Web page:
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Bolivia's Morales calls for new elections after OAS audit
Bolivian President Evo Morales addresses reporters after the release of the OAS preliminary report [Reuters]
DAILYNEWS Bolivian President Evo Morales has said he will call for new elections after the Organization of American States (OAS) released a report saying that a disputed vote last month that sparked protests should be annulled due to irregularities.
In a news conference on Sunday, Morales also said he would replace the members of the electoral board which came under fire after being mired in widespread allegations of electoral fraud in the October 20 election.
"In the following hours, in agreement with all political forces, [we] will establish the [steps] for this [to take place]," he said.
No other details were immediately available.
Morales's comments came shortly after OAS said in a preliminary report issued on Sunday it could not verify the result after founding "clear manipulations" during an audit of the vote.
"The manipulations to the computer system are of such magnitude that they must be deeply investigated by the Bolivian state to get to the bottom of and assign responsibility in this serious case," the organisation said.
OAS added it was not statistically likely that Morales had secured the 10 percentage point margin of victory needed to win outright and recommended Bolivia use new electoral authorities for any new vote.
"The first round of the elections held on October 20 must be annulled and the electoral process must begin again, with the first round taking place as soon as there are new conditions that give new guarantees for it to take place, including a newly composed electoral body," OAS said in a press release.
Morales was declared the winner of the October election with a lead of just over 10 percentage points over his main rival Carlos Mesa, giving him an outright win. But a near 24-hour halt in the count sparked accusations of fraud and led to protests, strikes and roadblocks.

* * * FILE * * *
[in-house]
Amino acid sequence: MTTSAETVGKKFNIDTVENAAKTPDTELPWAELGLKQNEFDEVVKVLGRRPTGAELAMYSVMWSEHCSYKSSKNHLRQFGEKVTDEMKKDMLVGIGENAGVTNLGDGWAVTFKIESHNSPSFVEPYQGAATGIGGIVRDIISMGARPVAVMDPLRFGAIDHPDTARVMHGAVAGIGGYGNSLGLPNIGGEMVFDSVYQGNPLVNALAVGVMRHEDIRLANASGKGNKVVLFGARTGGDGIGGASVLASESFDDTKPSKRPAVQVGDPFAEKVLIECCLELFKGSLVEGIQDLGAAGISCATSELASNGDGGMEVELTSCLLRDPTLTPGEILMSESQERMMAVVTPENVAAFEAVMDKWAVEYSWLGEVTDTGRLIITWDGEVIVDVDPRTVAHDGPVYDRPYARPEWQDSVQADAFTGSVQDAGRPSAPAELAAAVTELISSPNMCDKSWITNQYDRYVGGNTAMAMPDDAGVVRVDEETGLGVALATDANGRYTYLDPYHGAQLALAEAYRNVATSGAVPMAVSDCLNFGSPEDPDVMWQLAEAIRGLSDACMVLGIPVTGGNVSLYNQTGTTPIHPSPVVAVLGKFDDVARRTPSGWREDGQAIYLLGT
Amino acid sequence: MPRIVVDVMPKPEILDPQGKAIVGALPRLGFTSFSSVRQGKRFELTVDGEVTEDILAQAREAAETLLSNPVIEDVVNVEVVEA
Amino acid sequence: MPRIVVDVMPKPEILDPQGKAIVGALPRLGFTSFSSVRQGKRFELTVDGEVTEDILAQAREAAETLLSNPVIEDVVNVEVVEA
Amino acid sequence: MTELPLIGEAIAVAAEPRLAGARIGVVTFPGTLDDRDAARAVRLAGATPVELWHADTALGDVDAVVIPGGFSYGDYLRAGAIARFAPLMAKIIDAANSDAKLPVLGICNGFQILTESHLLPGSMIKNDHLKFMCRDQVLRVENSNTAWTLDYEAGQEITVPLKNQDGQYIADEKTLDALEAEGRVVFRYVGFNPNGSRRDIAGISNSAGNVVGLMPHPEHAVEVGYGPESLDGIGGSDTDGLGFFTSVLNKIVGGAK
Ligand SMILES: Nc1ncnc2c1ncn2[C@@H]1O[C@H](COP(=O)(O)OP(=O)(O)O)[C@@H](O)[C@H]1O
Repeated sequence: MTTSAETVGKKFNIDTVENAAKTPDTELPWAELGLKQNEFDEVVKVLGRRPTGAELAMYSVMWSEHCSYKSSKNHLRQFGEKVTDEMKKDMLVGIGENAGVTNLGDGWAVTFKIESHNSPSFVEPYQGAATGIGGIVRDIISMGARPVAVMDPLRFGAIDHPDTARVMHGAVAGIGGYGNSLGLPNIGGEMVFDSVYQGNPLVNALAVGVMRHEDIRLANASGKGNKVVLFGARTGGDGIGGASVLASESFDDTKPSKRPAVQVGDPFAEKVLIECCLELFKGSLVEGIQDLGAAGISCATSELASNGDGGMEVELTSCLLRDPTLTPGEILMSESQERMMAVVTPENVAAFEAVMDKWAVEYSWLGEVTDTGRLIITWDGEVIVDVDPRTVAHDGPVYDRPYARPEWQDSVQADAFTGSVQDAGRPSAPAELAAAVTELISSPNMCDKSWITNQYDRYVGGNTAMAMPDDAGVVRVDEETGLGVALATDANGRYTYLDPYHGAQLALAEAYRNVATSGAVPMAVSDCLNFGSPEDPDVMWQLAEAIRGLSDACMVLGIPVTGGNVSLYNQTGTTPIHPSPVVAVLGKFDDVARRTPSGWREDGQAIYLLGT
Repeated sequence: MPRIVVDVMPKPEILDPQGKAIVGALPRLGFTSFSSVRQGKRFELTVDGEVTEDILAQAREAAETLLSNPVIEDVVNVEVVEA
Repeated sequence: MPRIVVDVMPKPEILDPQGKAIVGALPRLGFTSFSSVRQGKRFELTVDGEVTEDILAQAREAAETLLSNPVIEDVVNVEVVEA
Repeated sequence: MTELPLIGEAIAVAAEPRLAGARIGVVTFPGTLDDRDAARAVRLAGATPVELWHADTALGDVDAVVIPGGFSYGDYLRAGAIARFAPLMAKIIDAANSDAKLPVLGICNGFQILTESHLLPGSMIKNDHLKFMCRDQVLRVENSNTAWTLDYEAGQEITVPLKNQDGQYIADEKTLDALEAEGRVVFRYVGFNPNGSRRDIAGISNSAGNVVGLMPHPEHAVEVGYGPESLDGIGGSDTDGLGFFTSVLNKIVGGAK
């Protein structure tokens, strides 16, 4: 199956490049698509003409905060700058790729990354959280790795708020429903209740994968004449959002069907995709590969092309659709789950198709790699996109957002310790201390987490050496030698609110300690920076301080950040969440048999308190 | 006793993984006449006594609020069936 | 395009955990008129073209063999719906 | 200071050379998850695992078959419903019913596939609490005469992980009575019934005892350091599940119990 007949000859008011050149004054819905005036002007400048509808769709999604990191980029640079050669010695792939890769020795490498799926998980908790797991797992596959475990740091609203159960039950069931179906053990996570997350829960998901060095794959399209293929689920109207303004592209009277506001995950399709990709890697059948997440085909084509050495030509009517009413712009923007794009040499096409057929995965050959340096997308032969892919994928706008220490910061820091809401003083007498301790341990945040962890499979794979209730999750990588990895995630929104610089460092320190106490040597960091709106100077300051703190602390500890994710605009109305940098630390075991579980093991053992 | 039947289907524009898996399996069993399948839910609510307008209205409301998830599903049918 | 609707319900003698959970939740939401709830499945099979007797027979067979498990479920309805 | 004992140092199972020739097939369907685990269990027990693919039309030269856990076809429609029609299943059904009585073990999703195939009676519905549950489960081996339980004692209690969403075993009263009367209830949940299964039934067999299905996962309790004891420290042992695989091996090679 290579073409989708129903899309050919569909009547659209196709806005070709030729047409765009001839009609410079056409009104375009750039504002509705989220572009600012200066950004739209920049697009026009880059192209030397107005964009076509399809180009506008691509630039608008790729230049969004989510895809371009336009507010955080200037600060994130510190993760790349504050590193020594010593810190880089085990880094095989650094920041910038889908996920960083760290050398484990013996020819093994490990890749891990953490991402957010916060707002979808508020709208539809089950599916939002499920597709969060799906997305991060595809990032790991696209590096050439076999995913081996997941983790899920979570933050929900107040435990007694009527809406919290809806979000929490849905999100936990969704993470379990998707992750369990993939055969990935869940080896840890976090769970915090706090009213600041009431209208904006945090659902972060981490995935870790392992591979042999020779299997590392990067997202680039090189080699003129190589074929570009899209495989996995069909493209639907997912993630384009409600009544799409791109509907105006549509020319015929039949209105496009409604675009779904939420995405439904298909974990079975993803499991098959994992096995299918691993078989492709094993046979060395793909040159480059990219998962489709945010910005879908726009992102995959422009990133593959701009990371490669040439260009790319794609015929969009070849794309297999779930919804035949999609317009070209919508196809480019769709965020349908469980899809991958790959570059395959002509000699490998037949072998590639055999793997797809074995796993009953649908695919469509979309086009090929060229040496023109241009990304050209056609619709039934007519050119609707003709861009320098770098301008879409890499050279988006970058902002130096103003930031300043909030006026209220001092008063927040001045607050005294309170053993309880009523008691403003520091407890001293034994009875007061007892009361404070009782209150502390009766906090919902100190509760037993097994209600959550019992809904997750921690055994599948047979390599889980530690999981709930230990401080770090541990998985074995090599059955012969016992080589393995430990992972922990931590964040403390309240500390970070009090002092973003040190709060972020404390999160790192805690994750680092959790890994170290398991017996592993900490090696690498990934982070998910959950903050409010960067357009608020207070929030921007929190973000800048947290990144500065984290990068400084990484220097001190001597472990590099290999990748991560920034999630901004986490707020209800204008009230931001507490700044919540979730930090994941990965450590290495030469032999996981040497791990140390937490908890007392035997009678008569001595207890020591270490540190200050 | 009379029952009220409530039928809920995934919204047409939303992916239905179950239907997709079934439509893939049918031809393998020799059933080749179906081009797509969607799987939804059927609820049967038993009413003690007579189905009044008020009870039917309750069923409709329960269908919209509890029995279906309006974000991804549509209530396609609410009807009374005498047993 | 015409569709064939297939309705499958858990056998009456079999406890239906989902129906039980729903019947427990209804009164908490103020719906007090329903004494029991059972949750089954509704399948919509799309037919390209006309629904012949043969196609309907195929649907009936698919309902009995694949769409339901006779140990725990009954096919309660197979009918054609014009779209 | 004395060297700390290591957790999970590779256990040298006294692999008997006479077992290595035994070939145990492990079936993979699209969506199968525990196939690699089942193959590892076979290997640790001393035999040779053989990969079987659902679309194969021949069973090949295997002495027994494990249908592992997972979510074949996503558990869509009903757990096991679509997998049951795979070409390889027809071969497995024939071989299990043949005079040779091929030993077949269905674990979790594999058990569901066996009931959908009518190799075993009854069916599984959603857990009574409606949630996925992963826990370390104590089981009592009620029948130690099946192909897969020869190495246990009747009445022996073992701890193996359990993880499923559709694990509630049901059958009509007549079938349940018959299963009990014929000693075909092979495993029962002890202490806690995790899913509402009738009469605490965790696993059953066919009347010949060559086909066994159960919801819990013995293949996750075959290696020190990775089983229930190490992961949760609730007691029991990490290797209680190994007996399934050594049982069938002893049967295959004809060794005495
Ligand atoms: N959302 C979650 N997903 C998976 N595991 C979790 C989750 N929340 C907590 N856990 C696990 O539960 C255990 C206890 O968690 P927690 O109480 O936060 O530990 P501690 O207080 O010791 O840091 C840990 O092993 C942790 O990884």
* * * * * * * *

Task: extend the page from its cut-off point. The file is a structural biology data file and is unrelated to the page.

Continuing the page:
Anti-government protests 

The announcements came a day after police officers were seen joining anti-government protests and the military said it would not "confront the people" over the issue.
In a Twitter post in the early hours of Saturday, Morales accused the opposition of organising a coup.
At a news conference later at the base, the president appealed to Bolivia's political factions to hold talks. He said the four parties that received the most votes in the nine-candidate election should sit down with "an open agenda to pacify Bolivia". 
Morales said he would also invite to the talks international organisations including the Vatican, the United Nations and the Organization of American States (OAS). 
Mesa rejected the suggestion to hold talks. 
"I have nothing to negotiate with Evo Morales, who has lost all grip on reality," he said.
Meanwhile, demonstrators on Saturday burst into the offices of the media outlets Bolivia TV and Radio Patria Nueva and forced employees to leave, accusing them of serving the interests of Morales, AFP news agency quoted Ivan Maldonado, director of Radio Patria Nueva, as saying.
Morales denounced the seizure. "They say they defend democracy, but they behave as if they were in a dictatorship," he wrote on Twitter.
A radio station run by a farmers' union was also seized by protesters, Morales said.    
The president also accused members of the opposition of setting fire to the home of his sister in the southern city of Oruro as part of what he called an effort to overthrow him.

'Complicated moment'

Jorge Dulon, a political analyst at the Catholic University of Bolivia in La Paz, told Associated Press news agency that Morales faces "the most complicated moment" in his 14 years in power and warned that the situation could deteriorate.
Separately, a number of left-leaning leaders in the region backed Morales on Saturday, including those of Venezuela, Cuba, Mexico and Argentina's president-elect Alberto Fernandez.
"We denounce before the world the attempted coup d'etat in progress against the brother President Evo Morales," Venezuelan President Nicolas Maduro wrote on Twitter.
The European Union issued a statement on Saturday calling for demonstrators to remain peaceful, saying a solution "can be achieved through peaceful negotiations".
Michael Kozak, US assistant secretary for Western Hemisphere affairs, wrote on Twitter:  "Bolivian citizens deserve credible and transparent elections that they can trust to represent their will. We urge all actors to avoid violence and ensure that the forces of public order continue to exercise restraint."
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